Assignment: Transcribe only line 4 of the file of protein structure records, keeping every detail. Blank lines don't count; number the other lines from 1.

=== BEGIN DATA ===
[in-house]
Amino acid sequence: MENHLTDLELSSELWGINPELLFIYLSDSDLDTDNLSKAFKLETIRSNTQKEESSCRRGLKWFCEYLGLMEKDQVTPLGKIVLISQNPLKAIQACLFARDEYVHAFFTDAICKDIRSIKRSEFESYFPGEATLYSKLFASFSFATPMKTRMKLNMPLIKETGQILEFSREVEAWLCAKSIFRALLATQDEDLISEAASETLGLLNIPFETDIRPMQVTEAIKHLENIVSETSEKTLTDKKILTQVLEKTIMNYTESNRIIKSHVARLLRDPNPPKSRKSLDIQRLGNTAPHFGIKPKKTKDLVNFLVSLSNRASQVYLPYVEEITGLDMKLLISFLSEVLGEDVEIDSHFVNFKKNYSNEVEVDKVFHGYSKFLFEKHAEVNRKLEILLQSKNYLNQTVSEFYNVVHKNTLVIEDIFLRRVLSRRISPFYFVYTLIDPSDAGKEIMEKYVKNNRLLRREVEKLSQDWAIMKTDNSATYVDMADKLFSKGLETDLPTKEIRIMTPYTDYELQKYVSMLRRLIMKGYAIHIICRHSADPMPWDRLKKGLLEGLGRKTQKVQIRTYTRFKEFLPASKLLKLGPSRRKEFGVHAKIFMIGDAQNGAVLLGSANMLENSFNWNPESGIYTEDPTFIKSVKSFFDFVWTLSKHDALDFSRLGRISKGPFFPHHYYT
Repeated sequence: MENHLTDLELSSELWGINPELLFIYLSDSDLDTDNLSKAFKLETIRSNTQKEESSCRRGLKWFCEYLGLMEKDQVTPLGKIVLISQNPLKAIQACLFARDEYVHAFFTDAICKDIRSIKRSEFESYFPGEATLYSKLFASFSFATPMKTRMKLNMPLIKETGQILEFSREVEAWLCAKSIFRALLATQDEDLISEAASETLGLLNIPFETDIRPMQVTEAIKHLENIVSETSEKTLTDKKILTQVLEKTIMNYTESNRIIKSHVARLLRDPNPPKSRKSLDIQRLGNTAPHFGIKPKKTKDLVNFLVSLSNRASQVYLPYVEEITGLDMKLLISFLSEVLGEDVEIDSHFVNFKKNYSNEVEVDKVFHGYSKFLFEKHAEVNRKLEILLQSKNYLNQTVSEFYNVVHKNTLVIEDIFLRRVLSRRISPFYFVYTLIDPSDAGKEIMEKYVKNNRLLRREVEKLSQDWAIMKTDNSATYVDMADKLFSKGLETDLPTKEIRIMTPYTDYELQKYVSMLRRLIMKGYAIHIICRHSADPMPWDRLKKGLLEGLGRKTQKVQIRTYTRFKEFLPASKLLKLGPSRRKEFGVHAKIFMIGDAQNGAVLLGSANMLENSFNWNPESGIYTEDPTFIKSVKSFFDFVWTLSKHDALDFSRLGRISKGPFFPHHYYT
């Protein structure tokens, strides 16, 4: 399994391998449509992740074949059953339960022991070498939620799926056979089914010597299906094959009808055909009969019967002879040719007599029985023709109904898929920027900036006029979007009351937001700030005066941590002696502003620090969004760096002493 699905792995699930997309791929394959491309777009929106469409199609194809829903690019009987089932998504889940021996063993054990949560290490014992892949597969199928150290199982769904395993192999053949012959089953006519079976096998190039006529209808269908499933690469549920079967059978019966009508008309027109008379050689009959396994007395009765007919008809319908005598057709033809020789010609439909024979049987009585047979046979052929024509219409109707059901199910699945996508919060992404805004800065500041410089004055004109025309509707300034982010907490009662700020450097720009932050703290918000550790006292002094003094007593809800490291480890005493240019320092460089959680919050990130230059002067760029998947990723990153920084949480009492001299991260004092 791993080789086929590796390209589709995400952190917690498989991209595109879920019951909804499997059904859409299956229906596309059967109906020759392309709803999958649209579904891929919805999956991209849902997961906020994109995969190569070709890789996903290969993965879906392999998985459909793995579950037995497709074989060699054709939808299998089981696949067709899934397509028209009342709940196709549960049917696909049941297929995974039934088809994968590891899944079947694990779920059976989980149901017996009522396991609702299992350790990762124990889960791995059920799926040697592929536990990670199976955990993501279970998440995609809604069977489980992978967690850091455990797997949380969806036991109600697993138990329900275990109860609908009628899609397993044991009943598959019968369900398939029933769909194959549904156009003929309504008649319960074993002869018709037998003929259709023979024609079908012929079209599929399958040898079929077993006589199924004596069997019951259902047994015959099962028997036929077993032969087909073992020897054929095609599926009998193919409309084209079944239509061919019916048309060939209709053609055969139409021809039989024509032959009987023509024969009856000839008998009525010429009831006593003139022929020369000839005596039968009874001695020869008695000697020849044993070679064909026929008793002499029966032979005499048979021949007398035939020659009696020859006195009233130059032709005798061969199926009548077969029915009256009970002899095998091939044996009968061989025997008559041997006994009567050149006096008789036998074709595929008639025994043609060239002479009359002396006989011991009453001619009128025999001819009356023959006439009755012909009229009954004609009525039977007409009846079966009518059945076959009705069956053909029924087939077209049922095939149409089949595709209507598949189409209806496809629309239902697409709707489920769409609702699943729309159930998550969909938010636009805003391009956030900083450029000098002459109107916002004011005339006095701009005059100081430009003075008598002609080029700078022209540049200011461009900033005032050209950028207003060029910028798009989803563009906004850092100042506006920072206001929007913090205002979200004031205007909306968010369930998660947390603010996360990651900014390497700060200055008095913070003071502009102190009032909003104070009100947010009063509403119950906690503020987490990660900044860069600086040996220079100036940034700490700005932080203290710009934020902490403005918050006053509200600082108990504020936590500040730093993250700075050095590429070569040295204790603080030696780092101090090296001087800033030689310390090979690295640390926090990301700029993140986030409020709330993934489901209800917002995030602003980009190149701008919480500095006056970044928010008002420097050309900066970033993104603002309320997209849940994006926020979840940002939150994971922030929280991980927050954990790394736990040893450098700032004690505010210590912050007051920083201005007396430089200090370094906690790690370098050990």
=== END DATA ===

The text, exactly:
């Protein structure tokens, strides 16, 4: 399994391998449509992740074949059953339960022991070498939620799926056979089914010597299906094959009808055909009969019967002879040719007599029985023709109904898929920027900036006029979007009351937001700030005066941590002696502003620090969004760096002493 699905792995699930997309791929394959491309777009929106469409199609194809829903690019009987089932998504889940021996063993054990949560290490014992892949597969199928150290199982769904395993192999053949012959089953006519079976096998190039006529209808269908499933690469549920079967059978019966009508008309027109008379050689009959396994007395009765007919008809319908005598057709033809020789010609439909024979049987009585047979046979052929024509219409109707059901199910699945996508919060992404805004800065500041410089004055004109025309509707300034982010907490009662700020450097720009932050703290918000550790006292002094003094007593809800490291480890005493240019320092460089959680919050990130230059002067760029998947990723990153920084949480009492001299991260004092 791993080789086929590796390209589709995400952190917690498989991209595109879920019951909804499997059904859409299956229906596309059967109906020759392309709803999958649209579904891929919805999956991209849902997961906020994109995969190569070709890789996903290969993965879906392999998985459909793995579950037995497709074989060699054709939808299998089981696949067709899934397509028209009342709940196709549960049917696909049941297929995974039934088809994968590891899944079947694990779920059976989980149901017996009522396991609702299992350790990762124990889960791995059920799926040697592929536990990670199976955990993501279970998440995609809604069977489980992978967690850091455990797997949380969806036991109600697993138990329900275990109860609908009628899609397993044991009943598959019968369900398939029933769909194959549904156009003929309504008649319960074993002869018709037998003929259709023979024609079908012929079209599929399958040898079929077993006589199924004596069997019951259902047994015959099962028997036929077993032969087909073992020897054929095609599926009998193919409309084209079944239509061919019916048309060939209709053609055969139409021809039989024509032959009987023509024969009856000839008998009525010429009831006593003139022929020369000839005596039968009874001695020869008695000697020849044993070679064909026929008793002499029966032979005499048979021949007398035939020659009696020859006195009233130059032709005798061969199926009548077969029915009256009970002899095998091939044996009968061989025997008559041997006994009567050149006096008789036998074709595929008639025994043609060239002479009359002396006989011991009453001619009128025999001819009356023959006439009755012909009229009954004609009525039977007409009846079966009518059945076959009705069956053909029924087939077209049922095939149409089949595709209507598949189409209806496809629309239902697409709707489920769409609702699943729309159930998550969909938010636009805003391009956030900083450029000098002459109107916002004011005339006095701009005059100081430009003075008598002609080029700078022209540049200011461009900033005032050209950028207003060029910028798009989803563009906004850092100042506006920072206001929007913090205002979200004031205007909306968010369930998660947390603010996360990651900014390497700060200055008095913070003071502009102190009032909003104070009100947010009063509403119950906690503020987490990660900044860069600086040996220079100036940034700490700005932080203290710009934020902490403005918050006053509200600082108990504020936590500040730093993250700075050095590429070569040295204790603080030696780092101090090296001087800033030689310390090979690295640390926090990301700029993140986030409020709330993934489901209800917002995030602003980009190149701008919480500095006056970044928010008002420097050309900066970033993104603002309320997209849940994006926020979840940002939150994971922030929280991980927050954990790394736990040893450098700032004690505010210590912050007051920083201005007396430089200090370094906690790690370098050990």